EU Announces New Joint Cyber Unit to Protect Against Critical Attacks
Friday, June 25, 2021
Nominet, which is the official registry for UK domain names and has a cyber security branch that operates the NCSC Protective DNS program, is unsurprisingly supportive. “There is a middle ground… where countries can benefit from centralized intelligence, overarching strategies and broad reaching tactics,” says Steve Forbes, a government cyber security expert at Nominet. “With similar threats faced across the European Union – particularly against critical infrastructure – often with the same adversaries, pulling together will allow the bloc to make step changes in its cyber defense. The new cyber unit will set a powerful precedent for international collaboration as central to our future global cyber defense.”
But his phrase ‘international collaboration’ raises another concern. The global nature of cybercrime can hardly be deterred by a limited amount of international cooperation. Ilia Kolochenko, CEO and chief architect at ImmuniWeb, expanded on this to SecurityWeek. “International collaboration is indispensable to curb surging cybercrime,” he said. “Thus, the EU initiative is a very promising project. We should, however, bear in mind that coordinated defense, response and eventual prosecution of cybercrime is virtually impossible without cohesive global cooperation.
“The EU countries may face the well-known challenges of foreign jurisdictions that continually refuse to extradite their citizens charged with cybercrime. Moreover, modern nation-state hacking groups increasingly ‘frame up’ some of their rivals (such as neighboring countries) by hacking their infrastructure and then proxying their attacks through the breached systems.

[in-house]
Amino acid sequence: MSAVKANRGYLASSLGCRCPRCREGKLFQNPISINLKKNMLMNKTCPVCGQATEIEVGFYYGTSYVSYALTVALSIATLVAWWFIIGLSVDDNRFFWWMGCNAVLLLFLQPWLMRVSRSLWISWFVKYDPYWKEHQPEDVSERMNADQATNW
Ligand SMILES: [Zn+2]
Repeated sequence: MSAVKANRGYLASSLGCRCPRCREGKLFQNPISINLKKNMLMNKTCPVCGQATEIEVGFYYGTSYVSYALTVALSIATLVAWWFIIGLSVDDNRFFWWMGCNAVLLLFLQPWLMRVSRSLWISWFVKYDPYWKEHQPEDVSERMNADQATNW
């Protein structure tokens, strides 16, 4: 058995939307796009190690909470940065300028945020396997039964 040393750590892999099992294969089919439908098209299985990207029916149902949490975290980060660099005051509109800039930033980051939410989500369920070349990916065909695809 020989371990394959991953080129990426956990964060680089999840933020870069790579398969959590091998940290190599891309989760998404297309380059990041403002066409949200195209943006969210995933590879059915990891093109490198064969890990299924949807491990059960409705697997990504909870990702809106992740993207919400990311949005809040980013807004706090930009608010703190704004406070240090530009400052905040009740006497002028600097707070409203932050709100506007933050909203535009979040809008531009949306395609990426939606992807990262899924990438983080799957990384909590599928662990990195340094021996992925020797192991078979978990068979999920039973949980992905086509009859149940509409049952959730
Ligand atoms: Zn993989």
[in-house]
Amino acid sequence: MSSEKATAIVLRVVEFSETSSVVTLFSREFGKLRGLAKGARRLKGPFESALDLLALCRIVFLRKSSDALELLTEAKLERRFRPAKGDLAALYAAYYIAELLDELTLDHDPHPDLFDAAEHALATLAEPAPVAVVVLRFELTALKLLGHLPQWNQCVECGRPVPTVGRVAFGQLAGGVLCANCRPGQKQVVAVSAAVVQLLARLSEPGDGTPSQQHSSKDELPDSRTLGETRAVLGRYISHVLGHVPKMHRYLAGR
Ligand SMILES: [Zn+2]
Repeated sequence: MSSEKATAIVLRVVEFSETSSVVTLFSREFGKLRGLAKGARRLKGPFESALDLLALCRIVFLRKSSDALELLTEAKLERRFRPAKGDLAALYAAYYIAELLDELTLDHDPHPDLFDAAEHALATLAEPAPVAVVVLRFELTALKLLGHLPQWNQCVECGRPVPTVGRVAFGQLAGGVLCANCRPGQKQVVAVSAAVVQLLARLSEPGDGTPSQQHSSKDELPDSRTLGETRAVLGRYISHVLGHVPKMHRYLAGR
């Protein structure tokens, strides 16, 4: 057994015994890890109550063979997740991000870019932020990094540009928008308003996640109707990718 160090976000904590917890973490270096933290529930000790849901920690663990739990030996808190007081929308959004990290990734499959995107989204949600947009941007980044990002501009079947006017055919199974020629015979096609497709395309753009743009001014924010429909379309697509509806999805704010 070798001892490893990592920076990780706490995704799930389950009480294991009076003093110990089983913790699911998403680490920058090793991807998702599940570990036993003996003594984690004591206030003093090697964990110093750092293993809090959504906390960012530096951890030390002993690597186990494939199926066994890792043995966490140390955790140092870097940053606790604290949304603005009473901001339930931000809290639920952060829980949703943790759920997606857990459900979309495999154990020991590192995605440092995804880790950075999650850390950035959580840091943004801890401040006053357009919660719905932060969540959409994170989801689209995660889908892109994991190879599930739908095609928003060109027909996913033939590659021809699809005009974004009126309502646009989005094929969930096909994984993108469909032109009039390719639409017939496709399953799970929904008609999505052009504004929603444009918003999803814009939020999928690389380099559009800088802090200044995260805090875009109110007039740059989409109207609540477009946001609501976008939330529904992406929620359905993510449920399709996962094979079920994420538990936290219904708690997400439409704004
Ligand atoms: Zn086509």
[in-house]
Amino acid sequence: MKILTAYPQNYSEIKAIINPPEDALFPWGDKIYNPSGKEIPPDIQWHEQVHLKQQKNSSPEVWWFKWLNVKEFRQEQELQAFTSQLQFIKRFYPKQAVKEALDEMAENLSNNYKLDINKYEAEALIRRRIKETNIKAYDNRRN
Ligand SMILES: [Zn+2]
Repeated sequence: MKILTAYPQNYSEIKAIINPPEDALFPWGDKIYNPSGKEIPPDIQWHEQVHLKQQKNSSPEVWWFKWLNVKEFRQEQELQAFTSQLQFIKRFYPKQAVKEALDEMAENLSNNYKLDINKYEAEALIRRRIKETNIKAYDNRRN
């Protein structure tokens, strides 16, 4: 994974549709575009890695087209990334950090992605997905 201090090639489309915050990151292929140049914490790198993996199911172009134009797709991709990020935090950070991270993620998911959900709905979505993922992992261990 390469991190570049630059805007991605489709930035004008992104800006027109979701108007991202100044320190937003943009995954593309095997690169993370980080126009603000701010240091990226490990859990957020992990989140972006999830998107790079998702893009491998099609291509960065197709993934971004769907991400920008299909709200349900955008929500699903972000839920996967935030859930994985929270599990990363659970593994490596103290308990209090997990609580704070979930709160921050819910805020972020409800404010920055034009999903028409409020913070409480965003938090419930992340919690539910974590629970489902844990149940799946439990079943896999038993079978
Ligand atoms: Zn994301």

“Eventually, even the best forensic investigation will be misled and likely misattribute the attack. This uncertainty undermines cyber self-defense, as you risk blaming an innocent party, provoking further escalation, and violating international law.”
There is one further common concern about the JCU evolution plan – the introduction of the private sector at the end rather than the beginning of the process. “What is also not clear,” comments Cyren’s Starr, “is how the Joint Cyber Unit is going to work with private industry. More often than not, it is private sector specialists who identify breaches as they have the cutting-edge skill sets to do so.”
The general feeling is that the EU’s JCU is a good idea, but that it does not, and possibly cannot, go far enough. It has some difficult mountains to scale before it can be effective. In the meantime, the Biden approach may be more productive. This can be paraphrased as, “I don’t trust (the other side), but I do expect them to do what we agree… or else…” Read Full Article
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